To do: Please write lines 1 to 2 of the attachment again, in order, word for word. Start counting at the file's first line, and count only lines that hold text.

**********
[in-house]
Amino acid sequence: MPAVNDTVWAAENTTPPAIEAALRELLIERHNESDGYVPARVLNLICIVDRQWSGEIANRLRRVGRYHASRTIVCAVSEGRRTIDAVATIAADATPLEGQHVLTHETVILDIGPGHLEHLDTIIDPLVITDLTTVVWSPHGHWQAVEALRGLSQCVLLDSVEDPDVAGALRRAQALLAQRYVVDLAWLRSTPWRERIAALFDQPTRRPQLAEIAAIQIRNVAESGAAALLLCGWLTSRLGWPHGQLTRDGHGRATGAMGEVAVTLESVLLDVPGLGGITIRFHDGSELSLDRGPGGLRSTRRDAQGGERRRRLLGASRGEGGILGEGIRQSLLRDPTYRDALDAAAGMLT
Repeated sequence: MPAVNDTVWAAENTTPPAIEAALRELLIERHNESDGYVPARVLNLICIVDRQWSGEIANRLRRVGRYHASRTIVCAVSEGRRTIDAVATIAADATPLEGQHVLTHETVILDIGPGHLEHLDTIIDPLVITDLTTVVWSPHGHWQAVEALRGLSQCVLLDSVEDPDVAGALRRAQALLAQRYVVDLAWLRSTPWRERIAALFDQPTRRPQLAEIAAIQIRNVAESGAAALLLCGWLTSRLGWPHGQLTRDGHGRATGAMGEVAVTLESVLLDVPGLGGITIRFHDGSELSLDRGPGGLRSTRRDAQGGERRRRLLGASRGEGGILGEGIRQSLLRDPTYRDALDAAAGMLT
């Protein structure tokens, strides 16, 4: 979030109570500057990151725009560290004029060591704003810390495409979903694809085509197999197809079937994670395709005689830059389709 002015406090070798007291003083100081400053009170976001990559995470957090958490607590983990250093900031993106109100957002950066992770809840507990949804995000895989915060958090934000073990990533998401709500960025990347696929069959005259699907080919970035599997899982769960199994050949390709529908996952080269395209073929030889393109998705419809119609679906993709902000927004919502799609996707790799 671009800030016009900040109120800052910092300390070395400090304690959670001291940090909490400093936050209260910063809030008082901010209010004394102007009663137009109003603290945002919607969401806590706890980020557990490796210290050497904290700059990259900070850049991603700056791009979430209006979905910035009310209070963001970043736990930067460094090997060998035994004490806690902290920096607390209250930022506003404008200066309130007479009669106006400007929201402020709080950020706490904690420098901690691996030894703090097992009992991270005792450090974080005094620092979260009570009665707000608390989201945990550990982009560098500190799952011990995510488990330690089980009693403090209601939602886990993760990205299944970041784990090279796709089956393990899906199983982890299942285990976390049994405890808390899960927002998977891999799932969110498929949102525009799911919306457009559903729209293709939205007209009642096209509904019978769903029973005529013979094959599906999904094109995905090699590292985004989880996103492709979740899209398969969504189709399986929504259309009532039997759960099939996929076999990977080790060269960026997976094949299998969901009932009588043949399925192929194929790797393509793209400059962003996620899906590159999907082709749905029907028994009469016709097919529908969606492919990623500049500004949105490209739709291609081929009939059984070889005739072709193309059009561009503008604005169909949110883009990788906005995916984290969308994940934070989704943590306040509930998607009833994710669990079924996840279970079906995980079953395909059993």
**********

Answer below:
[in-house]
Amino acid sequence: MPAVNDTVWAAENTTPPAIEAALRELLIERHNESDGYVPARVLNLICIVDRQWSGEIANRLRRVGRYHASRTIVCAVSEGRRTIDAVATIAADATPLEGQHVLTHETVILDIGPGHLEHLDTIIDPLVITDLTTVVWSPHGHWQAVEALRGLSQCVLLDSVEDPDVAGALRRAQALLAQRYVVDLAWLRSTPWRERIAALFDQPTRRPQLAEIAAIQIRNVAESGAAALLLCGWLTSRLGWPHGQLTRDGHGRATGAMGEVAVTLESVLLDVPGLGGITIRFHDGSELSLDRGPGGLRSTRRDAQGGERRRRLLGASRGEGGILGEGIRQSLLRDPTYRDALDAAAGMLT